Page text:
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On Heels of National Award, LaSalle Academy Looks Toward Expansion

By Mina Bloom | October 2, 2015 2:45pm | Updated on October 5, 2015 8:49am
 LaSalle students celebrating at Friday's pep rally.
LaSalle students celebrating at Friday's pep rally.
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DNAinfo/Mina Bloom

OLD TOWN — At a Friday morning pep rally to celebrate LaSalle Language Academy being named a 2015 national blue ribbon school, public officials and school Principal Beth Bazer said the school is "bursting at the seams" and is poised to expand.

Rep. Sara Feigenholtz, a Democrat whose district includes the Old Town magnet school at 1734 N. Orleans St., told parents, teachers and a sea of students donning LaSalle gear and waving blue and yellow signs that the national blue ribbon award "sent a message." 

"It sent a message to me that we can do better. This school has proven it. We deserve more space at LaSalle," said Feigenholtz, which elicited cheers from the crowd and a standing ovation from the other public officials at the event, including Mayor Rahm Emanuel, U.S. Rep Mike Quigley, Chicago Public Schools chief executive officer Forrest Claypool, Chicago Public Schools chief education officer Janice Jackson, former LaSalle principals and members of the local school council, among others.

At LaSalle, sometimes two or three different classes have to share one classroom, and those teachers have to whisper to their students, Feigenholtz said.

After those remarks, Feigenholtz briefly turned to Claypool, and then said, "Forrest Claypool reminded me that in Springfield we're responsible for coming up with more revenue to do that," which elicited laughs and cheers from the crowd.

Bazer subsequently took the podium, saying "I can't disagree with one thing that Representative Feigenholtz said."

After the pep rally, Bazer told DNAinfo Chicago that the school has had a "space problem" for a while now, and she hopes the national award will lead to an expansion.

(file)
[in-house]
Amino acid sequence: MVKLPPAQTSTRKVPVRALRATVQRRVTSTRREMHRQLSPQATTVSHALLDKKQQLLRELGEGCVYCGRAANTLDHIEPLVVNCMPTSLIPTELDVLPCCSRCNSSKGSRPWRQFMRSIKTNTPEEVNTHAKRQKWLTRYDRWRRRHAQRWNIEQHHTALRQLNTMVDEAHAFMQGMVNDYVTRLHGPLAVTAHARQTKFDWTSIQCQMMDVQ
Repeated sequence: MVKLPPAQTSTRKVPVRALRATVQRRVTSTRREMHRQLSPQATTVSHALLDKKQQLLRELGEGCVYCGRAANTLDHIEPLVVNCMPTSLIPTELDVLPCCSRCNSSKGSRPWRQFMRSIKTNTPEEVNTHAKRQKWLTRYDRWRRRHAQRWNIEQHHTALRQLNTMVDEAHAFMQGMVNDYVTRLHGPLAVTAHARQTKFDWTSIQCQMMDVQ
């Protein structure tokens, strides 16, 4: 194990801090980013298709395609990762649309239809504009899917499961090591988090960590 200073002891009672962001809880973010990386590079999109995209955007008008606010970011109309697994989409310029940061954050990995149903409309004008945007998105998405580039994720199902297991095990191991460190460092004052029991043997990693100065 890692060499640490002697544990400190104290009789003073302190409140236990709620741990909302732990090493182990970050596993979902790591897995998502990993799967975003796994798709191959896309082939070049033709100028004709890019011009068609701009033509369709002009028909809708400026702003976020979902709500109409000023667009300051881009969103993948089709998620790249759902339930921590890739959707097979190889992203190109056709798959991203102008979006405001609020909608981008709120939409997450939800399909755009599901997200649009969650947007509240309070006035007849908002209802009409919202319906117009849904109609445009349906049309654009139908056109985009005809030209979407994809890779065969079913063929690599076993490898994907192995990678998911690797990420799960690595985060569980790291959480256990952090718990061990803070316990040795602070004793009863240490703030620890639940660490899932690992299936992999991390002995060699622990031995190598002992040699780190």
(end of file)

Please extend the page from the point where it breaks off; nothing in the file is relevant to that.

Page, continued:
Bazer said when Feigenholtz make her remarks, Emanuel leaned over to Bazer and said, "We'll talk and we'll get it done."

"So I've got my fingers crossed that maybe something will happen. The school is fantastic either way," she said.

Emanuel didn't take questions from media at the event, and a mayoral spokesman couldn't be immediately reached for comment.

Nearby Lincoln Elementary, 615 W. Kemper Pl., recently expanded by building a new multi-million-dollar annex. But the decision to build it was a controversial one, with some questioning whether it was getting more attention than other schools with worse problems because it was in affluent Lincoln Park.

Dyett High School hunger strikers and supporters crashed the ribbon-cutting ceremony in September, which resulted in shouting matches and tears.

The bulk of Friday's pep rally was spent congratulating students, teachers and parents for winning this year's national blue ribbon award, which was announced Tuesday. The school was one of 335 schools across the country chosen to receive the honor from the United States Department of Education this year.

It was one of two Chicago schools to win. A Catholic school in Jefferson Park, St. Cornelius Elementary School, 5252 N. Long Ave., was also recognized. St. Cornelius, however, is faced with closure.

Since 1982, the honor has been awarded to schools that achieve overall academic excellence or progress in closing achievement gaps among student subgroups, according to the award's website.

LaSalle's comprehensive language program was on full display at Friday's pep rally, with students greeting the crowd in more than five different languages.

"When I look out at this crowd, I know it's not a mistake. I know it's by design. We have teachers and students who are committed to diversity," Jackson said at the event.

LaSalle enrolls about 560 students in kindergarten through eighth grade, with an average class size of 31 students per classroom, according to CPS data. The student body is 32 percent white, 30.8 percent black, 20.9 percent Hispanic, 8.8 percent Asian and 7.5 percent multi-racial, according to data.

As of the 2013 - 2014 school year, the school ideally holds 540 students and was rated "efficient," not "overcrowded," according to the most recent CPS data available. 

A CPS official couldn't immediately provide the building's current capacity for enrollment. 

In his remarks about the national blue ribbon honor, Emanuel pointed to principal Bazer, who has been on the job for four months now, as well as previous longtime principals, including Elisabeth Heurtefeu, for not being "afraid to be held accountable."

He also thanked the teachers who motivate students, parents, who are involved in their education, and the kids for working hard, calling the combination the "secret recipe for a great education." 

"Let us not forget that the most important door they walk through for their education is the front door of their home. To all of the parents, and teachers who made that bond of education, the whole city owes you a great deal of gratitude," he said.

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